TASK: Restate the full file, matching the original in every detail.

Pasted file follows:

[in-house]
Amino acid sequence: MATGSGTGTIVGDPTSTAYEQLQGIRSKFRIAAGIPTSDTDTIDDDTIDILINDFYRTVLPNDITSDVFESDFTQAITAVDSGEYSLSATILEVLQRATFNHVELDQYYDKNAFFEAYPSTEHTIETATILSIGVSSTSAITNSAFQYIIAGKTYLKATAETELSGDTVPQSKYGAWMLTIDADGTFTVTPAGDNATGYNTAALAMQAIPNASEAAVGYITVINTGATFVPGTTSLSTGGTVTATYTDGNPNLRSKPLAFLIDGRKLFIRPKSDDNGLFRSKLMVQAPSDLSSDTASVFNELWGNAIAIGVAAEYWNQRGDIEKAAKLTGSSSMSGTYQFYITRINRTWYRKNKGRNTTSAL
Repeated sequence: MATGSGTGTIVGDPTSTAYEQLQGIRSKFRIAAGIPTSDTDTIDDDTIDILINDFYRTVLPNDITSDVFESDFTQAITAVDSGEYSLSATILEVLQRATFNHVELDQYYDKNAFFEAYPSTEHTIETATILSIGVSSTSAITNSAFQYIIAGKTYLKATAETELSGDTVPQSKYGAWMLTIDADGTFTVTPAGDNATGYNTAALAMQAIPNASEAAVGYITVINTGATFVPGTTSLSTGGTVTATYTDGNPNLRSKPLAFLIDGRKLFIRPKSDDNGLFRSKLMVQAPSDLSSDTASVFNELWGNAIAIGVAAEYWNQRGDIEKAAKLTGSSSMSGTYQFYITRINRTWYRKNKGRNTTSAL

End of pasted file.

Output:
[in-house]
Amino acid sequence: MATGSGTGTIVGDPTSTAYEQLQGIRSKFRIAAGIPTSDTDTIDDDTIDILINDFYRTVLPNDITSDVFESDFTQAITAVDSGEYSLSATILEVLQRATFNHVELDQYYDKNAFFEAYPSTEHTIETATILSIGVSSTSAITNSAFQYIIAGKTYLKATAETELSGDTVPQSKYGAWMLTIDADGTFTVTPAGDNATGYNTAALAMQAIPNASEAAVGYITVINTGATFVPGTTSLSTGGTVTATYTDGNPNLRSKPLAFLIDGRKLFIRPKSDDNGLFRSKLMVQAPSDLSSDTASVFNELWGNAIAIGVAAEYWNQRGDIEKAAKLTGSSSMSGTYQFYITRINRTWYRKNKGRNTTSAL
Repeated sequence: MATGSGTGTIVGDPTSTAYEQLQGIRSKFRIAAGIPTSDTDTIDDDTIDILINDFYRTVLPNDITSDVFESDFTQAITAVDSGEYSLSATILEVLQRATFNHVELDQYYDKNAFFEAYPSTEHTIETATILSIGVSSTSAITNSAFQYIIAGKTYLKATAETELSGDTVPQSKYGAWMLTIDADGTFTVTPAGDNATGYNTAALAMQAIPNASEAAVGYITVINTGATFVPGTTSLSTGGTVTATYTDGNPNLRSKPLAFLIDGRKLFIRPKSDDNGLFRSKLMVQAPSDLSSDTASVFNELWGNAIAIGVAAEYWNQRGDIEKAAKLTGSSSMSGTYQFYITRINRTWYRKNKGRNTTSAL